Acetylene/Ethyne (C2H2) and n-butane (C4H10) form naturally in the atmosphere of Titan due to photolysis of methane then drift down to the surface in their condensed phases. Once on the surface they would react together to form a stable co-crystal – in fact this is likely the most stable form for both to take on the surface. Over billennia substantial quantities would form, mobilised and concentrated by the alkane rainstorms that wash across the surface.
The same photolysis reactions that break methane up also form free hydrogen, so that the atmosphere is 0.1% molecular hydrogen. While that sounds minor it’s the most readily available free hydrogen anywhere in the Solar System that’s not at the bottom of a Gas Giant’s gravity-well. I have previously discussed the pure reaction of acetylene and hydrogen, but what about the reaction of the co-crystal form it’s most likely to exist in?
Reacting n-butane with hydrogen to form ethane is exothermic, though only a little compared to acetylene to methane, so the following reaction is also exothermic:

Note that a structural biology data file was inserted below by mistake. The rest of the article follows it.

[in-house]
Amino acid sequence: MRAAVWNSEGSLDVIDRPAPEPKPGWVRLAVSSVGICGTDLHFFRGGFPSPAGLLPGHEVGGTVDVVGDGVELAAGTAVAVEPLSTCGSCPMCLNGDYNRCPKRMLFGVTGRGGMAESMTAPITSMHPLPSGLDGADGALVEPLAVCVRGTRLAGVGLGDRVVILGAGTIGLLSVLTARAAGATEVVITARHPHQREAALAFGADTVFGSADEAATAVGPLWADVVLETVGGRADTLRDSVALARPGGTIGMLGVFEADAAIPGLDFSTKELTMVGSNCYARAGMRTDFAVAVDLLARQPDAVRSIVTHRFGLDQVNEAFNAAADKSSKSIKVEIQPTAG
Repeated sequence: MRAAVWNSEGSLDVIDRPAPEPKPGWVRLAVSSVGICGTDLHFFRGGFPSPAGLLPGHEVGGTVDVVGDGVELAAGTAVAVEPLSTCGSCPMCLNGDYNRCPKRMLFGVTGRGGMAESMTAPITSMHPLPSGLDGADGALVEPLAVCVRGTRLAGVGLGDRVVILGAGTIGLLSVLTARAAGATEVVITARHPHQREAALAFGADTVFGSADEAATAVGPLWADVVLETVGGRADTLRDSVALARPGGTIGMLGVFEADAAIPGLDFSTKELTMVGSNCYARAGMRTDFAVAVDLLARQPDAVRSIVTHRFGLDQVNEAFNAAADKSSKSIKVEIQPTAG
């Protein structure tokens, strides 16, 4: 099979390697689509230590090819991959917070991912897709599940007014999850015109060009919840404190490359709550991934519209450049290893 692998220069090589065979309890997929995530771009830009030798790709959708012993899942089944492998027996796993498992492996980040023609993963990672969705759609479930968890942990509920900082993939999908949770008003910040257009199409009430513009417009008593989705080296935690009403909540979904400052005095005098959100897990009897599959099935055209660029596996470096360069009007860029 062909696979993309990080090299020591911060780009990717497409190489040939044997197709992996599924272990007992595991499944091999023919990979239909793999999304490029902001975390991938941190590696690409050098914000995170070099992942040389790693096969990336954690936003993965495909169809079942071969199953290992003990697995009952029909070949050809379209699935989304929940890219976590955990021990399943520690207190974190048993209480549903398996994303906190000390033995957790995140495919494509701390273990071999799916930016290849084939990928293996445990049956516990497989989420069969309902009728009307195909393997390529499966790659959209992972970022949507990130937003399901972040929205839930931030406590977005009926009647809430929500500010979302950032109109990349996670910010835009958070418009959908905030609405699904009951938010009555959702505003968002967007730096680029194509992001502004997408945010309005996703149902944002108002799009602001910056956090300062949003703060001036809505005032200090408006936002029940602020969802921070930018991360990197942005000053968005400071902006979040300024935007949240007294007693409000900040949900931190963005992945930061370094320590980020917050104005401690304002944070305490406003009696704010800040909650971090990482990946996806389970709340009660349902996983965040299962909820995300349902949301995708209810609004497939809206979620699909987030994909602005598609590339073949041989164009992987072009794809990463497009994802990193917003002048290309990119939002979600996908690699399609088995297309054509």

C2H2 + C4H10 + 4 H2 ==> 2 C2H6 + 2 CH4 + (-419.33 kJ/mol) [Reaction 1]
Additional hydrogen needs to be added to the mix to ensure total reaction as well as suppressing acetylene’s well-known propensity to self-dissociate explosively. As an example we’ll assume the following:
C2H2 + C4H10 + 7 H2 ==> 2 C2H6 + 2 CH4 + 3 H2 [Reaction 2]
Therefore the mass fraction of hydrogen to ethyne+butane is 0.1676. I’m presently reading up on the cryogenic cooling/liquefaction sequence required to separate hydrogen from the mostly N2/CH4 mix of Titan’s atmosphere, but liquefying H2 from STP (298 K, 1 atm) conditions takes 3.228 kW.hr/kg. About 1.67 MJ/kg of Reaction 2 mix. As the energy gain from Reaction 2 is 3.654 MJ/kg that’s a net gain, even without factoring in the 94 K, 1.5 bar conditions on the surface of Titan.